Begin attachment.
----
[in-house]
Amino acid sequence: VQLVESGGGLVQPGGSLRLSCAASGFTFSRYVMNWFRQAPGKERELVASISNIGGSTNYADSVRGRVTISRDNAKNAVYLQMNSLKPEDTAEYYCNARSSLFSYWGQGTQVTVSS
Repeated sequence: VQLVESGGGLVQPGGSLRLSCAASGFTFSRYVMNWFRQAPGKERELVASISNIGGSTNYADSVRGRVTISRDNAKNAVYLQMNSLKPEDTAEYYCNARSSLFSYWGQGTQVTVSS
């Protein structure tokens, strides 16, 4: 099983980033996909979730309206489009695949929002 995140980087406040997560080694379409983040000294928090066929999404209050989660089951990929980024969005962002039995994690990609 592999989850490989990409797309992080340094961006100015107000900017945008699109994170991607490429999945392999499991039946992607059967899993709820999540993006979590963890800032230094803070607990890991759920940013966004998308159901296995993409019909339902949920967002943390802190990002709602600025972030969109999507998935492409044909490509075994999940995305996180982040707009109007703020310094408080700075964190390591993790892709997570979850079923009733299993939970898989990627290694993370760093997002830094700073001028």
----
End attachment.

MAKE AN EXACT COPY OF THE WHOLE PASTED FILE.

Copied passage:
[in-house]
Amino acid sequence: VQLVESGGGLVQPGGSLRLSCAASGFTFSRYVMNWFRQAPGKERELVASISNIGGSTNYADSVRGRVTISRDNAKNAVYLQMNSLKPEDTAEYYCNARSSLFSYWGQGTQVTVSS
Repeated sequence: VQLVESGGGLVQPGGSLRLSCAASGFTFSRYVMNWFRQAPGKERELVASISNIGGSTNYADSVRGRVTISRDNAKNAVYLQMNSLKPEDTAEYYCNARSSLFSYWGQGTQVTVSS
């Protein structure tokens, strides 16, 4: 099983980033996909979730309206489009695949929002 995140980087406040997560080694379409983040000294928090066929999404209050989660089951990929980024969005962002039995994690990609 592999989850490989990409797309992080340094961006100015107000900017945008699109994170991607490429999945392999499991039946992607059967899993709820999540993006979590963890800032230094803070607990890991759920940013966004998308159901296995993409019909339902949920967002943390802190990002709602600025972030969109999507998935492409044909490509075994999940995305996180982040707009109007703020310094408080700075964190390591993790892709997570979850079923009733299993939970898989990627290694993370760093997002830094700073001028």